Today Pope Benedict has formally declared my beloved patroness Hildegard of Bingen, along with John of Avila, the newest Doctors of the Church – a rare honorific title (the two bring the total to 35) given to those who have made significant contributions to the Church’s tradition. After making it official, the pope offered this tribute in his homily at today’s opening of the Synod of Bishops:
Saint Hildegard of Bingen, an important female figure of the twelfth century, offered her precious contribution to the growth of the Church of her time, employing the gifts received from God and showing herself to be a woman of brilliant intelligence, deep sensitivity and recognized spiritual authority. The Lord granted her a prophetic spirit and fervent capacity to discern the signs of the times. Hildegard nurtured an evident love of creation, and was learned in medicine, poetry and music. Above all, she maintained a great and faithful love for Christ and the Church.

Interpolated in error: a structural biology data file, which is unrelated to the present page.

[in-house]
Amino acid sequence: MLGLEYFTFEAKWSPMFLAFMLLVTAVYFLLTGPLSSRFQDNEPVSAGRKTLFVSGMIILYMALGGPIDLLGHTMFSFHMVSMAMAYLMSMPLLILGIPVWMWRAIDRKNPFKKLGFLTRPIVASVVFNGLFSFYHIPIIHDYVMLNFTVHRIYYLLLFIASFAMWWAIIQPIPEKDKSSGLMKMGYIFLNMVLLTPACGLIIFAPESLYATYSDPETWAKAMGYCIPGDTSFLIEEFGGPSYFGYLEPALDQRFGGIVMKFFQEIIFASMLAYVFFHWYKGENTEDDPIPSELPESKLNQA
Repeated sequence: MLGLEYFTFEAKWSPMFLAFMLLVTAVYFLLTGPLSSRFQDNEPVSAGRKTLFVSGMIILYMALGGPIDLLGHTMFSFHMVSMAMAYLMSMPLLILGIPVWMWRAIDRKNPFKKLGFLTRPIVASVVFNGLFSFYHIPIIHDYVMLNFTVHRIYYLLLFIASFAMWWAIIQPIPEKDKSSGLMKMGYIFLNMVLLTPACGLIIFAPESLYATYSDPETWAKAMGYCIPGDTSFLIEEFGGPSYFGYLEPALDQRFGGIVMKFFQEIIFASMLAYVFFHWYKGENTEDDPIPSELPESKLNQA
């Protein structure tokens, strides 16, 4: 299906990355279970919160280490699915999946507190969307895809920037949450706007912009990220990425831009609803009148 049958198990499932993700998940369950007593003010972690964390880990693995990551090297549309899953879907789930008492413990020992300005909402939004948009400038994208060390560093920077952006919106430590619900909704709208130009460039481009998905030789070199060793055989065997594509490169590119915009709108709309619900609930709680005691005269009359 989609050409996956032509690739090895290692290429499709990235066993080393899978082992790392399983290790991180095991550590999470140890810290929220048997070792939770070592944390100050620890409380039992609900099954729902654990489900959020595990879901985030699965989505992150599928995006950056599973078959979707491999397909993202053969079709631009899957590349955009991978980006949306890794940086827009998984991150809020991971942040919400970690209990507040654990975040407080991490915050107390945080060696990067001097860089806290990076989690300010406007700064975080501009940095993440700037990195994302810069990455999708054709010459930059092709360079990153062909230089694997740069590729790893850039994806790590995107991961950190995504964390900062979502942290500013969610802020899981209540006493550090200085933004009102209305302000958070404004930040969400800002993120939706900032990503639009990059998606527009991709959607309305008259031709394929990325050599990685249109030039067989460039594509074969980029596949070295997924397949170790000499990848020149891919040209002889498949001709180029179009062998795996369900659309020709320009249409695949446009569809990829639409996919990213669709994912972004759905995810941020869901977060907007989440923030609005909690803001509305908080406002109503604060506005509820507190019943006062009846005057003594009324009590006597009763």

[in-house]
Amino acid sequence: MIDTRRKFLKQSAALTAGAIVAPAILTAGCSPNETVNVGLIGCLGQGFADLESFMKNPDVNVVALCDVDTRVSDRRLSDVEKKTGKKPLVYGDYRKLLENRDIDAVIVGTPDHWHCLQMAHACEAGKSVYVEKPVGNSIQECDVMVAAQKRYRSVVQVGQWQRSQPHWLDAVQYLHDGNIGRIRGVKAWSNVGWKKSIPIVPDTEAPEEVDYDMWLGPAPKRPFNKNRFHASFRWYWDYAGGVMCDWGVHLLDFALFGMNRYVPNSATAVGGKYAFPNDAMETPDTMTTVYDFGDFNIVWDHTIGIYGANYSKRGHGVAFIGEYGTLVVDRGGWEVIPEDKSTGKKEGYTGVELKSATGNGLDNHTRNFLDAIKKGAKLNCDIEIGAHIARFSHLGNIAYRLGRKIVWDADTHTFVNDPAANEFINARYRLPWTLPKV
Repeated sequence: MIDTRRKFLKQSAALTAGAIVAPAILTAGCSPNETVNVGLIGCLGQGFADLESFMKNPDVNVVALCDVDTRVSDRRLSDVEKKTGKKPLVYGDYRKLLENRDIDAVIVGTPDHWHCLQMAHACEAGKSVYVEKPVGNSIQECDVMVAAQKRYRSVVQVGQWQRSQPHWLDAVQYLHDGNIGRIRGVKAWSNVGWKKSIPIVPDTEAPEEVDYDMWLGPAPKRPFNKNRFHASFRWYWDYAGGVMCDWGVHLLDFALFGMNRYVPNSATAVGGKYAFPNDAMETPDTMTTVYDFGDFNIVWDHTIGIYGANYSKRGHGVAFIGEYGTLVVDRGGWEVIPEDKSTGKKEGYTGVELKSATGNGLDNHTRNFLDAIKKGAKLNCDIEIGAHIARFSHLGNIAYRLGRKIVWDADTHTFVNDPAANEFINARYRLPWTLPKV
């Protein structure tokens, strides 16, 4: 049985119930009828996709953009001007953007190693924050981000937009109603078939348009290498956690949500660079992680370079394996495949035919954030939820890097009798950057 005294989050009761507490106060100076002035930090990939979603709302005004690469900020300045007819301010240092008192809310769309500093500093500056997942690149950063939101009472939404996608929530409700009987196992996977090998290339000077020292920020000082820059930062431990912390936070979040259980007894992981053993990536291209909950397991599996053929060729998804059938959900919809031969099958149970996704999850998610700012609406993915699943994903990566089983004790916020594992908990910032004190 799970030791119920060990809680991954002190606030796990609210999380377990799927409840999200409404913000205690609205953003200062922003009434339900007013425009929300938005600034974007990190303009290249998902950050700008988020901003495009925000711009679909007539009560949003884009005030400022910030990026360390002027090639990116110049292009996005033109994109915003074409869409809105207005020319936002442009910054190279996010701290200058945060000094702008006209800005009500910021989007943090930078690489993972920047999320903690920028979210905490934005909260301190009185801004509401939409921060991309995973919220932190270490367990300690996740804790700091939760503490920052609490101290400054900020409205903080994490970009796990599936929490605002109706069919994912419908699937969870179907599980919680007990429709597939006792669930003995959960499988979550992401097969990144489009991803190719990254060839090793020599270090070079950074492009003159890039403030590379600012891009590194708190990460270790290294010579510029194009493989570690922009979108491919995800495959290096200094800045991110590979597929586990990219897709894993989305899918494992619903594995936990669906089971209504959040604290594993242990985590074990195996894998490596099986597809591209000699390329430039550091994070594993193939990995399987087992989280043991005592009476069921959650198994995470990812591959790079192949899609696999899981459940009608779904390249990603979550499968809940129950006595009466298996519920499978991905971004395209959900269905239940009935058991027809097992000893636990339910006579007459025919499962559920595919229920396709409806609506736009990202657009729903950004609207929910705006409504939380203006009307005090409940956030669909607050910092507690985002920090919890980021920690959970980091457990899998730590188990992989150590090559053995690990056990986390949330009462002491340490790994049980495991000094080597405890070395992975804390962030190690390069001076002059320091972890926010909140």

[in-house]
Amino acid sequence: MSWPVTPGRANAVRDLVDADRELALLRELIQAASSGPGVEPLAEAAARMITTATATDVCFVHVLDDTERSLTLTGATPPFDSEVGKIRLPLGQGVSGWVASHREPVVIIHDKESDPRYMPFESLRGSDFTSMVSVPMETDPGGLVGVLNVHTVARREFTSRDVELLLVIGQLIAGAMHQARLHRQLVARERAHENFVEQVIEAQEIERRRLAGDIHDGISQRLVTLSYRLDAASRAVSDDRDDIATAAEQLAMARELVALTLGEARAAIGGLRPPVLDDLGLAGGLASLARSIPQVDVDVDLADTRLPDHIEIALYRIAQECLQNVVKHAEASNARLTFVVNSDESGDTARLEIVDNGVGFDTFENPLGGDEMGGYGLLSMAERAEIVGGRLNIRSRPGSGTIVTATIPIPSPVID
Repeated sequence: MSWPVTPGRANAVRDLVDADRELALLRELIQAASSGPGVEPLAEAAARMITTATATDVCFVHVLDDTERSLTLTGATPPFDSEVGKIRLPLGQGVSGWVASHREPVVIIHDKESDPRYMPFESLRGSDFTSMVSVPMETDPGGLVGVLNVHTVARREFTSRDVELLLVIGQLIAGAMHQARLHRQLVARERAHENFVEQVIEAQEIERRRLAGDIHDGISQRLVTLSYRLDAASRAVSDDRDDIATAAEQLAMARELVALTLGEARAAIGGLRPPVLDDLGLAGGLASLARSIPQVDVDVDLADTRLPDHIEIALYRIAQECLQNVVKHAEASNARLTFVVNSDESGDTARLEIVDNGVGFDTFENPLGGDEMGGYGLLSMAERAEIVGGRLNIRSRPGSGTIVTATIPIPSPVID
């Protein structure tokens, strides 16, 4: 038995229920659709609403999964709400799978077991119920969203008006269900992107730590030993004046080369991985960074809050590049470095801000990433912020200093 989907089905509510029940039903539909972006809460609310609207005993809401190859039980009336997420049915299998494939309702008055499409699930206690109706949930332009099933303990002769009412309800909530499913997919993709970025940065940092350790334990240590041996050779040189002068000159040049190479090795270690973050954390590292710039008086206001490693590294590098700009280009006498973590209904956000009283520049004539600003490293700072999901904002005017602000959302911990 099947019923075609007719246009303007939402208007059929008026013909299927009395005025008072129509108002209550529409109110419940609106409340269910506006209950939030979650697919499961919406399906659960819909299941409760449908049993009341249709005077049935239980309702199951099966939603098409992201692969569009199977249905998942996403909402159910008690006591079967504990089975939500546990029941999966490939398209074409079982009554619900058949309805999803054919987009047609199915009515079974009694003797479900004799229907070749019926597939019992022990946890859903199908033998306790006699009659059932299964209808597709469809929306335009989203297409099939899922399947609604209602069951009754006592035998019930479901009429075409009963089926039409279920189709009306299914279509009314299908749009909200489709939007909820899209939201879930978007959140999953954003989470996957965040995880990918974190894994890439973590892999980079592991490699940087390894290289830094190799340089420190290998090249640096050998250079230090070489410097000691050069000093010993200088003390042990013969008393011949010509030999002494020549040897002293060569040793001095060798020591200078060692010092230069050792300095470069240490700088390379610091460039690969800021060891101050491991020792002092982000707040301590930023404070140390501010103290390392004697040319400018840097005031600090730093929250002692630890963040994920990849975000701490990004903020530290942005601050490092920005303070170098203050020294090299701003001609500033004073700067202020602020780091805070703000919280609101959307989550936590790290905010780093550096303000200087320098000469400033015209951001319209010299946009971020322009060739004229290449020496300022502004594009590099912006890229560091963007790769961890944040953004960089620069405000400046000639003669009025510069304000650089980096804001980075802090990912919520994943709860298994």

The context is fitting for a theologian who got her big break, so to speak, by earning a round of applause from the bishops at the Trier Synod eight and a half centuries earlier, to whom Pope Eugenius III read excerpts from what would become her first book of visions.Medieval scholar Nathaniel M. Campbell has written some intriguing speculations on what Hildegard’s “doctor name” could be, based on a few of the most prominent facets of her manifold contributions. (Update: he provides an impressive news roundup here.) Personally, I like to think of her as the original Anti-Dichotomy Queen: a rational mystic, a poetic visionary who believed in an ordered universe, an artist and scientist, a prophetic and innovative reformer deeply committed to orthodoxy and tradition, a brazen leader who didn’t hesitate to give scoldings to anyone from laypeople to fellow monastic leaders to popes and emperors while openly expressing profound self-doubt when requesting encouragement from mentors and other leaders.
In light of her paradoxical qualities and the polarizations of our day, I hope others will join me in asking Hildegard’s intercession for the healing of the divisive wounds in our church and in our world. Saint Hildegard, Doctor of the Church, pray for us.